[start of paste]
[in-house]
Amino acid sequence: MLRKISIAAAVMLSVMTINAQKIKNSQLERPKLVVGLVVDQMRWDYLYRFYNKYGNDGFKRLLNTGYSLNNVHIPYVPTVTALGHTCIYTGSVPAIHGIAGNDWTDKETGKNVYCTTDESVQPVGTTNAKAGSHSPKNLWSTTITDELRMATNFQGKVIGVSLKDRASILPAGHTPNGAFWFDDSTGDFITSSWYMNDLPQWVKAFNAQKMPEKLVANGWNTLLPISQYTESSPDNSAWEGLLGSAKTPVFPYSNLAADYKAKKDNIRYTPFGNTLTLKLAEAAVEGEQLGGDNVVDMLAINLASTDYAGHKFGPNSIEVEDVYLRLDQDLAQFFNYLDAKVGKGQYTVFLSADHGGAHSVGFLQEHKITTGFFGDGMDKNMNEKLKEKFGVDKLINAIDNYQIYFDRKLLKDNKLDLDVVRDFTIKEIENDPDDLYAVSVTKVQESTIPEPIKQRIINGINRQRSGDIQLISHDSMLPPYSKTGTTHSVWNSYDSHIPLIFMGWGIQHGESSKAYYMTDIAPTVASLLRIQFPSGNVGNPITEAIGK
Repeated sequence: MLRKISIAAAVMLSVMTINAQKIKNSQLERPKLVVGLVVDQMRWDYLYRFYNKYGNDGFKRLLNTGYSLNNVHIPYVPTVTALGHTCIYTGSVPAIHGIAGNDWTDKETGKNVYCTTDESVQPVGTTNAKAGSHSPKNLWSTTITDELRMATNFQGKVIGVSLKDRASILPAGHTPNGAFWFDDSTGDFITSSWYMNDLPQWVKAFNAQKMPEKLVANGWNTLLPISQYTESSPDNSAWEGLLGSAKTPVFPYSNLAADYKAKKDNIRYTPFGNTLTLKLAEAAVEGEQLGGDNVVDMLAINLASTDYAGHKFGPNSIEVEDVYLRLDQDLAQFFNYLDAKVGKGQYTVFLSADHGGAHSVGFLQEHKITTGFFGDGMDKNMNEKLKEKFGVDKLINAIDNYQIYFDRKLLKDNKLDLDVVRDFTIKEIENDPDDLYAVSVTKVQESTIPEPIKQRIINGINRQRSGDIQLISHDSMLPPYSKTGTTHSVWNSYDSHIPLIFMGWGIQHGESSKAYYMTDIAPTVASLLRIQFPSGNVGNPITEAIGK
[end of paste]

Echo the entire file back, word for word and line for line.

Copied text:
[in-house]
Amino acid sequence: MLRKISIAAAVMLSVMTINAQKIKNSQLERPKLVVGLVVDQMRWDYLYRFYNKYGNDGFKRLLNTGYSLNNVHIPYVPTVTALGHTCIYTGSVPAIHGIAGNDWTDKETGKNVYCTTDESVQPVGTTNAKAGSHSPKNLWSTTITDELRMATNFQGKVIGVSLKDRASILPAGHTPNGAFWFDDSTGDFITSSWYMNDLPQWVKAFNAQKMPEKLVANGWNTLLPISQYTESSPDNSAWEGLLGSAKTPVFPYSNLAADYKAKKDNIRYTPFGNTLTLKLAEAAVEGEQLGGDNVVDMLAINLASTDYAGHKFGPNSIEVEDVYLRLDQDLAQFFNYLDAKVGKGQYTVFLSADHGGAHSVGFLQEHKITTGFFGDGMDKNMNEKLKEKFGVDKLINAIDNYQIYFDRKLLKDNKLDLDVVRDFTIKEIENDPDDLYAVSVTKVQESTIPEPIKQRIINGINRQRSGDIQLISHDSMLPPYSKTGTTHSVWNSYDSHIPLIFMGWGIQHGESSKAYYMTDIAPTVASLLRIQFPSGNVGNPITEAIGK
Repeated sequence: MLRKISIAAAVMLSVMTINAQKIKNSQLERPKLVVGLVVDQMRWDYLYRFYNKYGNDGFKRLLNTGYSLNNVHIPYVPTVTALGHTCIYTGSVPAIHGIAGNDWTDKETGKNVYCTTDESVQPVGTTNAKAGSHSPKNLWSTTITDELRMATNFQGKVIGVSLKDRASILPAGHTPNGAFWFDDSTGDFITSSWYMNDLPQWVKAFNAQKMPEKLVANGWNTLLPISQYTESSPDNSAWEGLLGSAKTPVFPYSNLAADYKAKKDNIRYTPFGNTLTLKLAEAAVEGEQLGGDNVVDMLAINLASTDYAGHKFGPNSIEVEDVYLRLDQDLAQFFNYLDAKVGKGQYTVFLSADHGGAHSVGFLQEHKITTGFFGDGMDKNMNEKLKEKFGVDKLINAIDNYQIYFDRKLLKDNKLDLDVVRDFTIKEIENDPDDLYAVSVTKVQESTIPEPIKQRIINGINRQRSGDIQLISHDSMLPPYSKTGTTHSVWNSYDSHIPLIFMGWGIQHGESSKAYYMTDIAPTVASLLRIQFPSGNVGNPITEAIGK